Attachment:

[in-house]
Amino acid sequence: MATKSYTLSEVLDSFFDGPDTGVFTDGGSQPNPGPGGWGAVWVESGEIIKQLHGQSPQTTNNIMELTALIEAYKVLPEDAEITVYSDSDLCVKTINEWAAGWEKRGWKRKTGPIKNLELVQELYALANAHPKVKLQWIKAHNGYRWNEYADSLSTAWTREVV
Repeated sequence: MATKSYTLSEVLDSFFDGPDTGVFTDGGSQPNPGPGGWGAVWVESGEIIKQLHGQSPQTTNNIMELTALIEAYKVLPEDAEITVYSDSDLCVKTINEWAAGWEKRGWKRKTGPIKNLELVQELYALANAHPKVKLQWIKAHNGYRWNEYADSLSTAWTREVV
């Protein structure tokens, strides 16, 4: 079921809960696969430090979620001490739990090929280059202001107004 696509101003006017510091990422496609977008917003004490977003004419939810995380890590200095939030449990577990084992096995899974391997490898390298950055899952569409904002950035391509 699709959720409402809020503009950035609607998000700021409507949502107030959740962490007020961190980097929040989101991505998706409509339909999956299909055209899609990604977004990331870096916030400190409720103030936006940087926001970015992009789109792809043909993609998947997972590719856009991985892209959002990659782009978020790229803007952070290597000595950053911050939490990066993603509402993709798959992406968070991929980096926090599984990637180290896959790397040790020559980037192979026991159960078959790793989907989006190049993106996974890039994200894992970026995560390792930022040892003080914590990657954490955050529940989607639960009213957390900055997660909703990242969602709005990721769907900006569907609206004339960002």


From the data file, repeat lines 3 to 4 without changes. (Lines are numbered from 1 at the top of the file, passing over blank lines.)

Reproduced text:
Repeated sequence: MATKSYTLSEVLDSFFDGPDTGVFTDGGSQPNPGPGGWGAVWVESGEIIKQLHGQSPQTTNNIMELTALIEAYKVLPEDAEITVYSDSDLCVKTINEWAAGWEKRGWKRKTGPIKNLELVQELYALANAHPKVKLQWIKAHNGYRWNEYADSLSTAWTREVV
């Protein structure tokens, strides 16, 4: 079921809960696969430090979620001490739990090929280059202001107004 696509101003006017510091990422496609977008917003004490977003004419939810995380890590200095939030449990577990084992096995899974391997490898390298950055899952569409904002950035391509 699709959720409402809020503009950035609607998000700021409507949502107030959740962490007020961190980097929040989101991505998706409509339909999956299909055209899609990604977004990331870096916030400190409720103030936006940087926001970015992009789109792809043909993609998947997972590719856009991985892209959002990659782009978020790229803007952070290597000595950053911050939490990066993603509402993709798959992406968070991929980096926090599984990637180290896959790397040790020559980037192979026991159960078959790793989907989006190049993106996974890039994200894992970026995560390792930022040892003080914590990657954490955050529940989607639960009213957390900055997660909703990242969602709005990721769907900006569907609206004339960002």